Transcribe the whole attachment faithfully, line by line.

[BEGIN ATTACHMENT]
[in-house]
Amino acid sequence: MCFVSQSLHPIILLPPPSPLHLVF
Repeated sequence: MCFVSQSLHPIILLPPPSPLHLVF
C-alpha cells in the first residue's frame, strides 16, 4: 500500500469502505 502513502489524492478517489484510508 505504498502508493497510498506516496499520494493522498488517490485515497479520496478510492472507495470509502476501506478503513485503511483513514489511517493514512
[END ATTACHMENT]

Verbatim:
[in-house]
Amino acid sequence: MCFVSQSLHPIILLPPPSPLHLVF
Repeated sequence: MCFVSQSLHPIILLPPPSPLHLVF
C-alpha cells in the first residue's frame, strides 16, 4: 500500500469502505 502513502489524492478517489484510508 505504498502508493497510498506516496499520494493522498488517490485515497479520496478510492472507495470509502476501506478503513485503511483513514489511517493514512